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A long, long time ago, back in the spring of 1914, they were so happy together. There was Vera Brittain, an upper class girl with ideas of her own; and her bright brother Edward; and his group of friends among whom Roland Leighton, wonderful, handsome, sensitive Roland Vera had fallen for... Always having great times together talking, laughing, exchanging ideas, walking, eating, swimming together; all of them envisioning the glittering future they deserved: Vera, despite her father's opposition, would study at Oxford, marry Roland and be a famous writer; Roland, as for him, would be acclaimed as a great poet while Edward and his friends would each become a prominent figure in his respective field... But then came that fateful day on 4 August 1914 when Britain declared war on Germany. All those beautiful dreams were to be shattered one after the other. All except one: Vera wound up becoming a writer... A writer but a pacifist as well.Written by
Vera Brittain also worked as a nurse in Malta and the ship she was travelling on was almost sunk by a torpedo; the film omits this part of the book (presumably for time and budget constraints) See more »
As Roland and Vera meet in late 1914 before he leaves for France, Aunt Belle notices that Roland is sick and she talks about how influenza is ripping through the troops and it's in all the newspapers "Spanish Influenza they call it." The earliest known case of what would only later be called the Spanish flu was in March of 1918--and reports of the plague were zealously suppressed in the press of the belligerent nations for fear that it damaged morale. The only reason the disease, which actually was first documented in Kansas, was named "Spanish Flu", was because Spain was neutral in the war and the Spanish papers were free to report cases, giving the wrong impression elsewhere that Spain was hit first and harder by the disease. See more »
Down the long white road we walked together. Down between the grey hills and the heather. You seemed all brown and soft, just like linnet. Your errant hair had shadowed sunbeams in it. And there shone all April in your eyes.
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During the opening credits, World War I guns can be heard in the background. See more »
Unseen perspective, and solid-account of the despair that war causes.
Considered one of the greatest war memoirs ever written, the Testament of Youth is a true-life account of Vera Brittian's life from 1914 - 1918, and a chronicle of how the First World War affected not only her, but the nation's lives.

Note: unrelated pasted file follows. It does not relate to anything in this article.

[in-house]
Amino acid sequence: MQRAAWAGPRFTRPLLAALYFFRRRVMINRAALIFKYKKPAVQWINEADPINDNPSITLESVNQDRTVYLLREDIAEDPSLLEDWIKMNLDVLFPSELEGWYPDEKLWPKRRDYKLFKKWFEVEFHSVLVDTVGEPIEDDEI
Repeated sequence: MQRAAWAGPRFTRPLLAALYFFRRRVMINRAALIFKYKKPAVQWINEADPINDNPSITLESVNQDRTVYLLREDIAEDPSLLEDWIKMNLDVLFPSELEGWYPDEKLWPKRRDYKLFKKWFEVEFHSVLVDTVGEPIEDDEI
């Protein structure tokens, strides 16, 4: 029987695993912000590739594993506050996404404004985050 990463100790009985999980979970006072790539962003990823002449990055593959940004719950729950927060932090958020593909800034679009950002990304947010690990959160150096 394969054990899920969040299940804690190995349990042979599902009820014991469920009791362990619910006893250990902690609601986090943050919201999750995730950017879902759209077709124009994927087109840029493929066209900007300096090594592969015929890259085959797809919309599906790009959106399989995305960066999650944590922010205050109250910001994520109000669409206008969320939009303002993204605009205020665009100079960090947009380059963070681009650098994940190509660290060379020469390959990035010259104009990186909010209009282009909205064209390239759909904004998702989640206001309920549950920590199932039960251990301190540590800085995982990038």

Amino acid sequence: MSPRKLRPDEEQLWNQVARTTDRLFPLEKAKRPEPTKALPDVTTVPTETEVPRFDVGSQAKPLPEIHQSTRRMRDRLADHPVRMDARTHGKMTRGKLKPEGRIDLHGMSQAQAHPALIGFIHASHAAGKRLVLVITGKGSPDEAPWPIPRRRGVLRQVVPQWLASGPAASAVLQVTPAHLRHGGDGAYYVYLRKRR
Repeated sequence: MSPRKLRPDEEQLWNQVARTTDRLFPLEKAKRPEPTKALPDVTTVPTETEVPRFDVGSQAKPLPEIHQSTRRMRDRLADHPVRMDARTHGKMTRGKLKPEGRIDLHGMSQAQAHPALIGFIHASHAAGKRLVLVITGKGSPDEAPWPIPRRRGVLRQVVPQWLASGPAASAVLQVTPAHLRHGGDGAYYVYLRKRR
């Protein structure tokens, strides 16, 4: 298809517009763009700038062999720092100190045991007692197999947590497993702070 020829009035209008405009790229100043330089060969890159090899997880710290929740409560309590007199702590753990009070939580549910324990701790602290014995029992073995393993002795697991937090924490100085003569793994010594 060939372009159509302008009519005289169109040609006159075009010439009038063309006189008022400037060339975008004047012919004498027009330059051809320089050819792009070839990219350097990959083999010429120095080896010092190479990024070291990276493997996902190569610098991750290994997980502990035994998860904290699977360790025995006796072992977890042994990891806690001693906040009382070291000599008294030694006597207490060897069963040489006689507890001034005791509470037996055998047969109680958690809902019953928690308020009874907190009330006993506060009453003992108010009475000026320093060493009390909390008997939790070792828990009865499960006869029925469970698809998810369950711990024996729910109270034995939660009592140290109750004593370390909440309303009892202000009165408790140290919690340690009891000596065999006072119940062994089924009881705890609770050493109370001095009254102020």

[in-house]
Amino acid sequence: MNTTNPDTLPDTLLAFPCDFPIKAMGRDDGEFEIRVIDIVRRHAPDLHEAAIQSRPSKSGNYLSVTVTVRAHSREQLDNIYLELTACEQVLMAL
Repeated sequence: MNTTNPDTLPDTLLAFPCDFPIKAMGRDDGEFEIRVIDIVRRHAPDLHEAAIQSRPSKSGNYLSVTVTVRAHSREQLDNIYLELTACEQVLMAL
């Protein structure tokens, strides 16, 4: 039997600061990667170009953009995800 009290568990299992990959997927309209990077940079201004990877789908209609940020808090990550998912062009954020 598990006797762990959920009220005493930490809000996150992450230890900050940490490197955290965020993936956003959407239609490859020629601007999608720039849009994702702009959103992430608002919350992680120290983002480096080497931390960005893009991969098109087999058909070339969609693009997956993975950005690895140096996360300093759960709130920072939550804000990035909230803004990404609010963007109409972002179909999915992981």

One of the things that determines Testament of Youth different to other bloody, explosive and bullet-ridden war tales is that it is focused on the domestic view of the ones who not only joined the war on the front-line, but also those at home and the consequent effects on loved ones, offering an unseen perspective, and solid-account of the despair that war causes.
Beginning in pre-war 1914, we are introduced to Vera Brittain, a determined and wilful individual with aspirations of not becoming just a traditional young-married women, but one who attends Oxford University and chooses her own life-choices.
Along with her brother Edward (Taron Egerton) and his two friends Victor (Colin Morgan) and Geoffrey (Jonathan Bailey), they all enjoy their youth in the rural village with their parents (Dominic West and Emily Fox). On-the-road to Oxford, she is introduced to her brothers close friend Roland (Kit Harington), and a relationship soon breaks out - but untimely, as does the war.
Quite proud to do so out of loyalty to Queen and country, her brother Edward, and friends Victor and Geoffrey with Roland all sign up to the forces to assist. (Against parental wishes to do so). Now at Oxford, yet unable to focus as this devastation is happening all around her, she joins the forces too, as a nurse - and the film develops from there.
Given a world-premiere at the 58th BFI London Film Festival, the film is squeezed out in time for the Remembrance holidays and by-all accounts award season. Based on our criticism alone, it is going to be praised and remembered at both.
Crafted by former TV-movie director, James Kent, along with the (brilliant) cast, Testament of Youth is a thoroughly engaging history drama in Downton Abbey-esqe war times and a unique approach to the war like never before.
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